“The first ever compact disc issue of Catherine Howe’s brilliant debut album. Produced by legendary jazz pianist Bobby Scott, the album is a pastoral blend of English countryside folk and London orchestral pop, not unlike Bryter Layter or North Star Grassman And The Ravens. Originally released on Reflection Records in 1971, the much sought after album disappeared before ever hitting the racks. Booklet includes half a dozen unpublished photos and an anotated history of the album’s brief existence. The fully remastered album includes an unearthed bonus track originally intended to be included on the album.”
…Enter the Numero Group. Founded by Tom Lunt, Rob Sevier, and Ken Shipley in 2003, the three self-proclaimed “record obsessives” decided to approach the record business backwards. No corporate hierarchy; no company stationary. Just a big pile of music that no one had ever heard of.
The mission was simple: to dig deep into the recesses of our record collections with the goal of finding the dustiest gems begging to be released from their exile on geek street. No longer would $500 singles sit in a temperature-controlled room dying for a chance to be played. No more would the artists, writers, and entrepreneurs who made these records happen go unknown and unappreciated.
Numero releases are sound with substance, living at the nexus of song and story. Scrupulously researched, painstakingly re-mastered, and with an attention to detail that is unmatched in the reissue field, the end result is a top-of-the-line compact disc.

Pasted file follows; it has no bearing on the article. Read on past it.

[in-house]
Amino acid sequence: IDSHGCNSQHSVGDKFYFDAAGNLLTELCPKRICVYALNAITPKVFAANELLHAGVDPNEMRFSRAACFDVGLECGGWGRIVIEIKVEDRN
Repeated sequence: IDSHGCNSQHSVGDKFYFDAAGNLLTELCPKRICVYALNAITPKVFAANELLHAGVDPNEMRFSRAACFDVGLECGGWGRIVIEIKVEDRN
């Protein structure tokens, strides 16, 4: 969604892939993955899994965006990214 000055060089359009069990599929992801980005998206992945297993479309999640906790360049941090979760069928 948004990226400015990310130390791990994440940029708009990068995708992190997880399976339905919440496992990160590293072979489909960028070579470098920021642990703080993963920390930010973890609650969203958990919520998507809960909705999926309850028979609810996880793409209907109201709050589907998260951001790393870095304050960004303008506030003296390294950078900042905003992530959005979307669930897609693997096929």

There is no “Numero” sound; instead, Numero offers an aesthetic. A shelf of Numero discs feels less like a “record collection” and more like a library. The library to date is a mix of thrift shop soul, skinny tie pop, Belizean funk, and hillbilly gospel. Numero makes records for people who may have everything from indigenous Central American drumming to Canadian chanteuses stacked next to their CD players.
This track is from their third release “Eccentric Soul: The Bandit Label” and this particular track is towards the end — merely a rehearsal. I instantly fell in love with this song, I implore you to listen to it.
Much like in the discovery of the decaying Victorian-life films of Mitchell and Kenyon, came the unearthing of a series of experimental sounds by Halim El-Dabh recorded through 1944 to 1959. The particular electronic concoction responsible for my wide eyed grin is the “Wire Recorder Piece” (1944), a two minute paranormal head-fuck (to be frank) that predates the first known ‘techno’ track by two years, this is the track available above. A surmise of the ghostly atmosphere seems futile; it is the soundtrack of an asylum; echoes of lost voices rebound from cold sterile surfaces as if evoked by the dead. Indiana Jones has unveiled the holy grail of noise; it is ghastly and awe-inspiring.
A collection of these old tapes were released under the misguiding upbeat moniker of “Crossing into the Magnetic Electronic”. The first nine tracks continue in the same vein as the recorder piece – an exploration of the institute if you will. “Michael and the dragon” passes an operating theatre testing a new electro-shock-therapy procedure – a deathly wail is detained by the reverberations of alternating current that charges and condemns; “Meditation in White Sound” sees a padded cell and straight jacket, a drugged out invalid reeling from whatever it is he is reeling from. “Pirouette” sees a rusted wheeled bed pass us complete with restraining cuffs and stained sheets. The tall murky windows, high ceilings and smell of disinfectant are all too apparent in “Element, Being and Primeval”. To say that I am painting a picture too bleak is to say that medical holes in the trenches of The Great War lacked hygiene. “Electronics and the word” is our final therapy session with the doctor before “Venice” sees our brief epiphany.